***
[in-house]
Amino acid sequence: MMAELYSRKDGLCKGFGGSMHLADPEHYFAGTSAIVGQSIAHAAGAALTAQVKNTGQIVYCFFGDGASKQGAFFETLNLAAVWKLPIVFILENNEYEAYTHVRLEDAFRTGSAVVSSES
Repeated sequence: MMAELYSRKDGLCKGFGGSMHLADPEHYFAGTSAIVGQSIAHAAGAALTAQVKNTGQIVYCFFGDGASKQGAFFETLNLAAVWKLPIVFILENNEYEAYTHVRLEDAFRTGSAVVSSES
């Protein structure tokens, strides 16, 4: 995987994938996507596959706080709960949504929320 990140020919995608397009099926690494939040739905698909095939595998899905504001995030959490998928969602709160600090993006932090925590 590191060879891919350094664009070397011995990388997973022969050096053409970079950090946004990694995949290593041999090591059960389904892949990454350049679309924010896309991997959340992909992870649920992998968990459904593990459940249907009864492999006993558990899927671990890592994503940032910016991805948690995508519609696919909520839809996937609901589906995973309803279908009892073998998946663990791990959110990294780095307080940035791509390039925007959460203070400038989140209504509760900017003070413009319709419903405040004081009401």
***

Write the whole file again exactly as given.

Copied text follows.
[in-house]
Amino acid sequence: MMAELYSRKDGLCKGFGGSMHLADPEHYFAGTSAIVGQSIAHAAGAALTAQVKNTGQIVYCFFGDGASKQGAFFETLNLAAVWKLPIVFILENNEYEAYTHVRLEDAFRTGSAVVSSES
Repeated sequence: MMAELYSRKDGLCKGFGGSMHLADPEHYFAGTSAIVGQSIAHAAGAALTAQVKNTGQIVYCFFGDGASKQGAFFETLNLAAVWKLPIVFILENNEYEAYTHVRLEDAFRTGSAVVSSES
């Protein structure tokens, strides 16, 4: 995987994938996507596959706080709960949504929320 990140020919995608397009099926690494939040739905698909095939595998899905504001995030959490998928969602709160600090993006932090925590 590191060879891919350094664009070397011995990388997973022969050096053409970079950090946004990694995949290593041999090591059960389904892949990454350049679309924010896309991997959340992909992870649920992998968990459904593990459940249907009864492999006993558990899927671990890592994503940032910016991805948690995508519609696919909520839809996937609901589906995973309803279908009892073998998946663990791990959110990294780095307080940035791509390039925007959460203070400038989140209504509760900017003070413009319709419903405040004081009401």